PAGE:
The Orphanmaster by Jean Zimmerman is a historical thriller set in Colonial America (available June 19, 2012).
It’s 1663 in the tiny, hardscrabble Dutch colony of New Amsterdam, now present-day southern Manhattan. Orphan children are going missing, and among those looking into the mysterious state of affairs are Blandine von Couvering, a quick-witted twenty-two-year-old trader, herself an orphan, and a dashing British spy named Edward Drummond.
Suspects abound, including the governor’s wealthy nephew, a green-eyed aristocrat with decadent tastes; an Algonquin trapper who may be possessed by a demon that turns people into cannibals; and the colony’s own corrupt and conflicted orphanmaster. Both the search for the killer and Edward and Blandine’s newfound romance are endangered, however, when Blandine is accused of being a witch and Edward is sentenced to hang for espionage. Meanwhile, war looms as the English king plans to wrest control of the colony.
The Orphanmaster is the debut novel of Jean Zimmerman, a historical thriller set in 1663 New Amsterdam (i.e., Manhattan!). This is a setting which I’d never encountered before in fiction and was fascinated to read about. The story has many layers, befitting the complexity of a locale and period when Dutch and English traders, African slaves and freedmen, and Native Americans of various tribes all interacted uneasily on the same narrow island. Zimmerman’s historical detail is rich and intriguing, and makes the hunt for a serial killer, a common thriller plot these days, seem new and, well, thrilling.
I’d like to offer a caveat: if you’re a squeamish reader, this might not be the book for you. There is violence against children as well as adults; children are the killer’s victims.
I very much enjoyed the historical detail and how it was included in the story. The heroine, Blandine, is a trader, one of only a few women to work at that trade. An orphan, business is her path upwards in society. The opening scenes describe the items she trades in, which gives a picture of the world she lives in. At the same time, the warehouse scenes reminded me how very alien her world is to mine, and gave a delicious sense of discovery to my reading.
Beneath the din of voices, a musical ringing of coins and hollow clink of wampum, pleasing to all ears . . . Everywhere were stacked colanders and kettles, pins and vinegar, blankets and Bibles and toys.
Blandine pried open the [cask] and displayed the contents, thick wool cloth . . . “I have a smaller cask of duffel there,” she said.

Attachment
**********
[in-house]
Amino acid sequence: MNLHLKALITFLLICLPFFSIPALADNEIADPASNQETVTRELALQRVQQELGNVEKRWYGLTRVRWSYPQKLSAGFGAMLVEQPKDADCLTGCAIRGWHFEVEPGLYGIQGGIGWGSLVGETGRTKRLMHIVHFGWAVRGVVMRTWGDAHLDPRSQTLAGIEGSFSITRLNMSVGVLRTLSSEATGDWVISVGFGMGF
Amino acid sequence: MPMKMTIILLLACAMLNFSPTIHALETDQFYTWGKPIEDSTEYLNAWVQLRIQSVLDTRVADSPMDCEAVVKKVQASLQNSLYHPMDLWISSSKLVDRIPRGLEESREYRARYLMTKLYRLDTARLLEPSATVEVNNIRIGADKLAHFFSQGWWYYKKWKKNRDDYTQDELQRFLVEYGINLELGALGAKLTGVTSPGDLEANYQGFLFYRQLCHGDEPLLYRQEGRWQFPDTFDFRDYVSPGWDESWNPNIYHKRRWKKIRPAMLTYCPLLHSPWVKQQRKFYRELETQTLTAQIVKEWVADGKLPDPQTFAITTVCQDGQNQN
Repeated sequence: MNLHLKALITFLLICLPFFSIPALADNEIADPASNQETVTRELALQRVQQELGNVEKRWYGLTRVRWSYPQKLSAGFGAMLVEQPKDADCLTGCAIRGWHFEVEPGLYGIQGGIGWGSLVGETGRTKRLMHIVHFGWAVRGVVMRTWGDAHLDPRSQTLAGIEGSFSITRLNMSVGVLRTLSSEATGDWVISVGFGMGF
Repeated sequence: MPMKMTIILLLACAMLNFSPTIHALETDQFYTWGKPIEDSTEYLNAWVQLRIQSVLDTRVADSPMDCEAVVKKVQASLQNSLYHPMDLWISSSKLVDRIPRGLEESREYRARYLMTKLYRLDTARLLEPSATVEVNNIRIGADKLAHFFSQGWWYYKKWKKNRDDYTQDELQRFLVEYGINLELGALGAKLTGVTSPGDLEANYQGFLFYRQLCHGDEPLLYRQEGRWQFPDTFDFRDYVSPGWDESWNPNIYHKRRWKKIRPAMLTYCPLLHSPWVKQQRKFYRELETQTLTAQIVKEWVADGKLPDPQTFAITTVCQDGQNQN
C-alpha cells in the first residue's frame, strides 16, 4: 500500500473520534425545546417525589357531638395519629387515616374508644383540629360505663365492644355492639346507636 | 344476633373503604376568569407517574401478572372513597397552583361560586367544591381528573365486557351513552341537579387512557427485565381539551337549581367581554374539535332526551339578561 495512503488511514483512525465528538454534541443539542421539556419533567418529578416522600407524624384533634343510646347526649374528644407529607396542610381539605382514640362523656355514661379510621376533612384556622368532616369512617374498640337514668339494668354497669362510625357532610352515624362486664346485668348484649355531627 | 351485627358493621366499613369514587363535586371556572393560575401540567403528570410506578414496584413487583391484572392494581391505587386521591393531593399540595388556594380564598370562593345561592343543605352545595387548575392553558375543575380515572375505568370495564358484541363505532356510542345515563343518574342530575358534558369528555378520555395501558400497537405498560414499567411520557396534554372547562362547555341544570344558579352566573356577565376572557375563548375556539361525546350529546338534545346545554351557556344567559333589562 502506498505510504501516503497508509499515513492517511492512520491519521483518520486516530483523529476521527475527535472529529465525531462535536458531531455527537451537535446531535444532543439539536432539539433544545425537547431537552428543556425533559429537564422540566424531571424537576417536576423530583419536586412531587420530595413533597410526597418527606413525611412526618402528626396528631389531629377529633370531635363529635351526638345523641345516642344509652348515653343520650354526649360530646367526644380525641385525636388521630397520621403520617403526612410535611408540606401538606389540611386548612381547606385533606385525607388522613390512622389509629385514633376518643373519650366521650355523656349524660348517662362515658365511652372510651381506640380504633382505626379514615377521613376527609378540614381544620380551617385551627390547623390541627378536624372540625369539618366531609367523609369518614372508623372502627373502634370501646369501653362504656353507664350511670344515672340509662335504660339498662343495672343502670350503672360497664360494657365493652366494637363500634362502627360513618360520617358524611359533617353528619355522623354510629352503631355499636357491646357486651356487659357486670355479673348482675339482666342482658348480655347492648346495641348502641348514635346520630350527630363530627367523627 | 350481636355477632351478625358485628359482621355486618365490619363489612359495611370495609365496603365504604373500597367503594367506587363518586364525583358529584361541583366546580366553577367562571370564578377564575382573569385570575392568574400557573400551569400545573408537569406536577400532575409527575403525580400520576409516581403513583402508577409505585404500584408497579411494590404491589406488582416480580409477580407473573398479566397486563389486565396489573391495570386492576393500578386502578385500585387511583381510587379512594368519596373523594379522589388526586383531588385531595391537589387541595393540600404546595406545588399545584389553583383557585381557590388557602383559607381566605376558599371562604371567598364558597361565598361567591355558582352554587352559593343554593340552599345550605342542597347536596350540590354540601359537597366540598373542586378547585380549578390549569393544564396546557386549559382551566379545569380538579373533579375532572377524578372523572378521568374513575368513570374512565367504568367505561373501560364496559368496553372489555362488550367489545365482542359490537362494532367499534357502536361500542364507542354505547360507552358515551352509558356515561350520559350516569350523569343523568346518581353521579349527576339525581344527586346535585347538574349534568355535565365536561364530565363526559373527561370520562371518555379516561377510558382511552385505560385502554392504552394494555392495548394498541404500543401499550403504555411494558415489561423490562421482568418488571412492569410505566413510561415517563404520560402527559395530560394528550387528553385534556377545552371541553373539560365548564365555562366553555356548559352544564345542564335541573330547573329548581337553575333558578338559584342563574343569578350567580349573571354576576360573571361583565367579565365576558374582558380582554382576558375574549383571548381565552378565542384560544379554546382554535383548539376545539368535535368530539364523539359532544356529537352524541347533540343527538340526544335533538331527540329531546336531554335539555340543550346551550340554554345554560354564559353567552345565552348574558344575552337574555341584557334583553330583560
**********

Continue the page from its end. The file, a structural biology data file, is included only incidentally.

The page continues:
The inspector nodded and went on, ticking off the items one by one. “Two pony barrels of molasses. Brass thimbles, one score. A dozen long knives, a dozen jackknives.”
“Sheffield Barlows, sire,” Blandine said.
“Good,” Pembeck said, popping open one of the English made blades. “The river Indians like these.”
“Six barrels Barbados rum. Five staves lead. Twenty pounds powder. A hundred ells cloth, red and plaid.”
“I’ve got osnabrig, serge, diaper, Hamburg linen. Lawn and silk.”
“And the duffel.”
“Yes.” Pembeck made a note. “Hand tools, nails, saws and hammers.”
Also coming in on the trading vessels are orphans.
The Dutch orphans brought over by the Margrave, the first mate indicated, could be located in the ship’s forward hold. These were almshouse cases, burdens on the public purse in Patria. New Netherland felt the dire need of willing hands, lots of them, to make the colony work. The population of Europe was not yet convinced that decamping for a rocky, windswept island in America would improve their lot. Life in Holland proved all too comfortable. The new coffee houses were just coming in, joining the tobacco houses already there. The cheese was as good as ever. No one wanted to leave.
. . . Aet Visser recruited his orphan charges from three sources. Deaths of parents in the colony, deaths of parents on transocean voyages to the colony and these orphan shipments from Patria. Fortune proving to be a rascally mistress, the pool of orphans never dried up.
. . . No orphanages existed in New Amsterdam. The boys would be taken in by settlement families who needed laborers and servants.
When some of the orphans start to go missing, it’s Blandine who first tries to find out what happened to them. Are they being taken by a human villain? Or is an evil spirit to blame? The fate of the orphans, and Blandine’s fate as well, are mingled with the deadly mission of English spy Edward Drummond, and the threat of war. The Orphanmaster is sometimes a grim book, but it’s hard to look away.
Victoria Janssen is the author of three novels and numerous short stories. Her World War I-set Spice Brief is titled “Under Her Uniform” and is a tie-in to her novel The Moonlight Mistress. Follow her on Twitter: @victoriajanssen or find out more at victoriajanssen.com.